Amina Ali, who this week became the first of 219 abducted Chibok schoolgirls to be found, had undergone a dramatic transformation since she was seized by Boko Haram nearly two years ago.
"She was completely changed. She had become very thin and awkward," Blamadu Lawan, the vice-principal of the Government Girls Secondary School in Chibok, northeast Nigeria, told the BBC.
Lawan, who said he identified her when she was brought back to her home town of Mbalala, near Chibok, after being found on Tuesday, remembered a "quiet and humble girl".
"She didn't used to say much and now she looks motherly," he told the broadcaster.
A female neighbour of the family described her as "a darling of the neighbourhood", quick to help with household chores and keep the family compound clean.
"She always wore a smile on her face and hardly quarrelled with any child in our area. This is why she kept many friends among the children of the neighbourhood," the neighbour told AFP.
Amina and her elder brother were the only surviving children of Muslim parents Ali and Binta and lived in a mud-brick home with a corrugated iron roof in the mainly Christian market town.
Eleven of her siblings died and shortly after Amina, then aged 17, was kidnapped from the school on April 14, 2014, her father died, said Ayuba Alamson Chibok, a local teacher who knows the family.
Ali was one of 18 parents -- 16 men and two women -- who have died waiting for their daughters to return, Yakubu Nkeki, of the Chibok Abducted Girls Parents group, told AFP in Chibok in March.
Binta Ali said in a statement read to the media after she met President Muhammadu Buhari in Abuja on Thursday she was "heartbroken and devastated" at Amina's disappearance.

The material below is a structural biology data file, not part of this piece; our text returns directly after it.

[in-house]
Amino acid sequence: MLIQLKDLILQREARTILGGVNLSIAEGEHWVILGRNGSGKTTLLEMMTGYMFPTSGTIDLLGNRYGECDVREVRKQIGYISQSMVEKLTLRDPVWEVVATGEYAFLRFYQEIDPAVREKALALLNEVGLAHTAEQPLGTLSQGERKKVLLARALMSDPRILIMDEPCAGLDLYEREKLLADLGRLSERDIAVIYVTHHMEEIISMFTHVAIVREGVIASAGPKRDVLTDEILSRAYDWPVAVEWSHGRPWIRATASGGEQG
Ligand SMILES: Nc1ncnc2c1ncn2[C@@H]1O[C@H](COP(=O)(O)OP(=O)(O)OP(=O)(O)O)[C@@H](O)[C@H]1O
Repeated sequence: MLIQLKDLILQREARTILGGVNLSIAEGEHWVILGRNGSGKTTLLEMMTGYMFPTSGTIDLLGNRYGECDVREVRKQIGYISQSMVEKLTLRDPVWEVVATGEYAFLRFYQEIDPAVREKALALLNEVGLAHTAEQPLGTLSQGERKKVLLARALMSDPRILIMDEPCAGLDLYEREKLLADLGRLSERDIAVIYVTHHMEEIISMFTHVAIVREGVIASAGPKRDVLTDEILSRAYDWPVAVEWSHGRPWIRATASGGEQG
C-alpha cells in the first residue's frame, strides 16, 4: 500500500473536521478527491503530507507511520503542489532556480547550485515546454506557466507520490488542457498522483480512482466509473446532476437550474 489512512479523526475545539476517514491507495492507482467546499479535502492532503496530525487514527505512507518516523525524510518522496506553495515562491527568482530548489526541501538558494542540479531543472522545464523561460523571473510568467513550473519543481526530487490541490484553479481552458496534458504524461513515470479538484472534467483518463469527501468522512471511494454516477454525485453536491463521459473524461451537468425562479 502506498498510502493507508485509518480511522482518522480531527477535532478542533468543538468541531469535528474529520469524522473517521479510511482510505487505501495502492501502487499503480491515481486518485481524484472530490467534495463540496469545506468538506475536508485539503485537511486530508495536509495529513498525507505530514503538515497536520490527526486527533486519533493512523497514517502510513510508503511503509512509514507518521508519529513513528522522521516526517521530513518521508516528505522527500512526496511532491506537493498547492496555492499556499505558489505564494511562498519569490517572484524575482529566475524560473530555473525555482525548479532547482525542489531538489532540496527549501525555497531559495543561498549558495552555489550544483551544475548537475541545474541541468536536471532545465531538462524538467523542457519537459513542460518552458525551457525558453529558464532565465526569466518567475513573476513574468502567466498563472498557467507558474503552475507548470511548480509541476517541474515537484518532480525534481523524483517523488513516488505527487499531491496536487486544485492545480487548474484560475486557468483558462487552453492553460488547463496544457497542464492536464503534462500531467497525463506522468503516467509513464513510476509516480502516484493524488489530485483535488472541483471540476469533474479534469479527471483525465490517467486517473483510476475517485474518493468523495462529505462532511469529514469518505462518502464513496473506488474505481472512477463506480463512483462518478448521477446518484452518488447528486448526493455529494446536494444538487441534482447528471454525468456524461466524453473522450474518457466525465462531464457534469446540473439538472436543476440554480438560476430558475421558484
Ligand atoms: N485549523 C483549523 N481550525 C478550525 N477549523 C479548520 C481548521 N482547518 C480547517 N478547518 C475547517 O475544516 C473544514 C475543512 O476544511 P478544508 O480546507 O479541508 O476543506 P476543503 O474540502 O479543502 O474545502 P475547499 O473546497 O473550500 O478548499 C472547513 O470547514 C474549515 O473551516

The 11 children she lost died at the ages of four and five, she said.
The neighbour said mother and daughter were close. "She was always by her mother's side," she said. "I wish her father were alive to share this joy of the rescue of his daughter."
Little else has been divulged about Amina, who in photographs released by the military showed her looking thin and tired after her ordeal.
Manaseh Allan, a Chibok youth leader, said Lawan knew her from the school register as Aisha Ali, with multiple names common in the area.
The BringBackOurGirls campaign group has also given her name as Amina Ali Nkeki, while the military on Wednesday first identified her as Falmata Mbalala, which it later corrected.
"She was being careful when she earlier gave the name as Falmata Mbalala, which was quoted by the army," Chibok community leader James Bako was quoted as saying by the Daily Trust newspaper.
"She wanted to be sure she was safe after leaving the Sambisa forest before revealing her true identity."
News that Amina had been found has reverberated well beyond the remote towns of Chibok and Mbalala in Borno state, with the kidnapped schoolgirls a symbol of the brutal conflict.
When she was discovered she was carrying a four-month-old baby named Safiya and pointed vigilantes and soldiers to a man she said was her husband.
Nigeria's military described the man, whom they have identified as Mohammed Hayatu, as a "suspected Boko Haram terrorist".
Boko Haram has repeatedly kidnapped women and young girls during the conflict, forcing them to marry Islamist fighters, cook, clean, become sex slaves and even suicide bombers.
But there have been suggestions Hayatu himself may equally be a victim of the violence, with men and young boys also seized and forcibly conscripted into Boko Haram's ranks.
Reports have claimed he was originally from the town of Mubi, in neighbouring Adamawa state, which was overrun by the militants in 2014 as they captured swathes of territory across the northeast.